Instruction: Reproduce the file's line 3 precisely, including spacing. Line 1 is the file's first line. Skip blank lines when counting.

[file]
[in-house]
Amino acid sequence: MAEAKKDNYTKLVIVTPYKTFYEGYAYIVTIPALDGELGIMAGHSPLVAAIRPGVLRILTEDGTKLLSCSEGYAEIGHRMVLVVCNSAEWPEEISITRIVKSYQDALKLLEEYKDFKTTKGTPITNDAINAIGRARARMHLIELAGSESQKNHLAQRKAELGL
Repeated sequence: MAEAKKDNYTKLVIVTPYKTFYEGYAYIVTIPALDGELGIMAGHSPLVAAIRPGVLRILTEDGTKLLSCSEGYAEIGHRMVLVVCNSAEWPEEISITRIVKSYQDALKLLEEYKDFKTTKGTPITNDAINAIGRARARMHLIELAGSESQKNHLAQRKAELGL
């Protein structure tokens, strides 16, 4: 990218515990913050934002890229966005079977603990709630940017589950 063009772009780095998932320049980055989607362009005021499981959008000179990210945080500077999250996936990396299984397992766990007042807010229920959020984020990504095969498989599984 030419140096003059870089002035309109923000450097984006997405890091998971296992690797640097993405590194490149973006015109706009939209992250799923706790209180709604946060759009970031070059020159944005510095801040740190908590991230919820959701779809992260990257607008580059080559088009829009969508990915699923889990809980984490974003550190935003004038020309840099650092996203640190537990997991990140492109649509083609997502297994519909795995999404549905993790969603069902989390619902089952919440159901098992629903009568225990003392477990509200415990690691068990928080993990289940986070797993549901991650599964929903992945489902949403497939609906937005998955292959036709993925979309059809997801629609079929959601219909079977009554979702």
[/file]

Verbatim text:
Repeated sequence: MAEAKKDNYTKLVIVTPYKTFYEGYAYIVTIPALDGELGIMAGHSPLVAAIRPGVLRILTEDGTKLLSCSEGYAEIGHRMVLVVCNSAEWPEEISITRIVKSYQDALKLLEEYKDFKTTKGTPITNDAINAIGRARARMHLIELAGSESQKNHLAQRKAELGL